Seoraksan and Sokcho

not much going on today. It’s bitter cold again, but sunny. I feel kind of yuck. So, we just went to the comissary for groceries and hung out at home.

BUT, this weekend we had a blast. We drove about 4 ours east to the town of Sokcho on the east sea shore. It’s a great port town that surrounds a nice lake/inlet. We drove around and found a cheap ‘love motel’; I think they are just called this since they are cheap and it’s possible to book by the hour. We, obviously, opted for the whole evening. It was nice enough with a hard korean double mattress, table and chair, mini frig with free water, and shower in the bathroom. It was, however, unbelievably hot so we slept with the window open. That evening we walked across the street to the Fire and Water festival. It just happened to be the final day. We took in all the interesting booths selling food, and visited the 2 big activity greenhouses. Zoe and Bryan made some candy and we all made a wish lantern. We then took it down to the waterfront dock, lit the candle, and plopped it into the lake. This is what everyone else was doing with their wishes…we wished for a happy family. The dock was a neat floating exhibit with floating fire torches and two really cool floating lit dragons. In the evening there was a big stage performance followed by a light show and fireworks. The whole thing was telling a story that we couldn’t quite understand…something about 2 dragons that seemed to go through numerous boughts of friendship and fighting…perhaps they represented Fire and Water? Anyway, it was a neat thing to go to and they took our picture a TON since we wer the only white people there. We kept joking that we’ll be in next years brochure to make it appeal more to foreigners.

The next day we tackled Seoraksan; we actually just took it easy. We rode the gondola up to the top of a very very blustery peak with amazing views and then had some PBJ’s in the lookout tower. It was so cold and windy at the top I felt like I’d be blown over. The Koreans were concerned about Zuzz and tried to cover her with their coats, but she would have none of it. It WAS extremely windy at the peak but we were there less than 5 minutes to get a picture and get down, so I think she was fine. After the gondola dropped us back at the bottom we took a nice long hike along the river to a rock outcropping called Bisondae. Zuzz fell asleep in the pack so we covered her head with Bryans shirt. We then hiked up a very steep route that included many metal stairs to a cave temple. It was so steep it was creepy, but the view from the top was great. Zoe woke up crying so we stopped in the temple cave and stayed for a while getting snack. I think her hands and feet got too cold dangling from the backpack while she was asleep. We had her warmest gloves on and even footie pajamas to keep her warm, but I guess we get so hot hiking we didn’t realize her hands were cold. We covered her feet with Bryans gloves for the trip back and she was OK for quite a while, though she cried and I had to hold her for a few km at the end. We felt so bad that she got cold.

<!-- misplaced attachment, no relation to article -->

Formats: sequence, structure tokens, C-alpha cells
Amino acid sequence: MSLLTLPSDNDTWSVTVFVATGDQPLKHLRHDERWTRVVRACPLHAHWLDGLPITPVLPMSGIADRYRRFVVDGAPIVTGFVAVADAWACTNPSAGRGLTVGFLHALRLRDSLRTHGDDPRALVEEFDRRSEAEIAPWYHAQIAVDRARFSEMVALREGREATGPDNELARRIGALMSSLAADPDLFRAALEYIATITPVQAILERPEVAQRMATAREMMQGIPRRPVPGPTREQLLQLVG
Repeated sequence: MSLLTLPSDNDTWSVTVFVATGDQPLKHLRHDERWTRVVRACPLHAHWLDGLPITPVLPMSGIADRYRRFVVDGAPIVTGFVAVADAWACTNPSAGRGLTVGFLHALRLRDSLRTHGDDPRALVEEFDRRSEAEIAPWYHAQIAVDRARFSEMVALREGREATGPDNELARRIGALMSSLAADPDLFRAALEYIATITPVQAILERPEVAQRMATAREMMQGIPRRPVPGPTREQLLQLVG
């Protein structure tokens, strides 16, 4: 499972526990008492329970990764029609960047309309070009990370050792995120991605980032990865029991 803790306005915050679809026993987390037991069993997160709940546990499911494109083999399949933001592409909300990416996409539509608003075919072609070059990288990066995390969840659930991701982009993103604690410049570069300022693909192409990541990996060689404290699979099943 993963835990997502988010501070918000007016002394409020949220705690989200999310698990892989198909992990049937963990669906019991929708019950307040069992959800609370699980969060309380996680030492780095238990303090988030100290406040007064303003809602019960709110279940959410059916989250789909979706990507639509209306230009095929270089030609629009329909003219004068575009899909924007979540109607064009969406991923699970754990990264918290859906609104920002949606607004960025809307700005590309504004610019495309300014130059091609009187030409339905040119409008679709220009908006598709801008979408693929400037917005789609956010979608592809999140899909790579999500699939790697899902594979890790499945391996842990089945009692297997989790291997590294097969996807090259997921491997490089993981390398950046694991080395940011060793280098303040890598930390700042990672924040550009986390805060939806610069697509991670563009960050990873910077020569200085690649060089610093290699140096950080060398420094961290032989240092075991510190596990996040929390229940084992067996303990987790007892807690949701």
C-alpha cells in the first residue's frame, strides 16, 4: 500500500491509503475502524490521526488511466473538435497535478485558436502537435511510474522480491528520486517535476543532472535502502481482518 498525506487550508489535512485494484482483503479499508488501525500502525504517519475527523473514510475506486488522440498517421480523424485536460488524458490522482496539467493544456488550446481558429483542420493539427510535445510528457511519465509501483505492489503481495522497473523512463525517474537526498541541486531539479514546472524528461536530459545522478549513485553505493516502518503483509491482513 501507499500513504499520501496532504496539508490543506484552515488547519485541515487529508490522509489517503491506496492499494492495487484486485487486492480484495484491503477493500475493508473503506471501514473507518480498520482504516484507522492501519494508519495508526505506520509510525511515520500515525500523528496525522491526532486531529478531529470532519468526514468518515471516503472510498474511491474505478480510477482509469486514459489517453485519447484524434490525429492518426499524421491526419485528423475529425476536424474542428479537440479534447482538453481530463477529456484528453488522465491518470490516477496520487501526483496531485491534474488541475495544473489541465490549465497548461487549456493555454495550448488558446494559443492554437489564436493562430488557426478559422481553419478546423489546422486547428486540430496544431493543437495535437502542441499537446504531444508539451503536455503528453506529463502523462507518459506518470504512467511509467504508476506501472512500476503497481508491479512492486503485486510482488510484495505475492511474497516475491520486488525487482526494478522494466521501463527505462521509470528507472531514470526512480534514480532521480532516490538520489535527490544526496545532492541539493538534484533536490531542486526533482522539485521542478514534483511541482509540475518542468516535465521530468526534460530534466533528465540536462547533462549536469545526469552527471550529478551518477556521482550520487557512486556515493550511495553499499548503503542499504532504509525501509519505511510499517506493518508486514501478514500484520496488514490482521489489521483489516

For the evening we stayed at a jjimjilbang in Sokcho. It so cheap to get in and you can just crash on the floor so we thought we actually give it a go. It was also a great place to warm up. Zoe was in much better spirits after a 2 hour bath / shower/ hot tub soak. This jjimjilbang was so nice, too, with a huge relaxation floor area with a great view and an indoor playground and 5 or 6 hot saunas. The best was that for W5000 (about $4) we rented a private room for the evening…so we got an 8×6 room to sleep in on the floor on the mats. It worked out great, though it wasn’t the best sleep any of us has had. I’d do it again, though, and even if they didn’t have the private rooms. Zoe had fun running around with all the other kids for a while, too. I was surprised how many family’s stayed the night like we did. I more expected singles or drunk people (who did stumble in sometime in the middle of the night).

On Monday we drove back home and got Arlo from a friend who watched him for the weekend.

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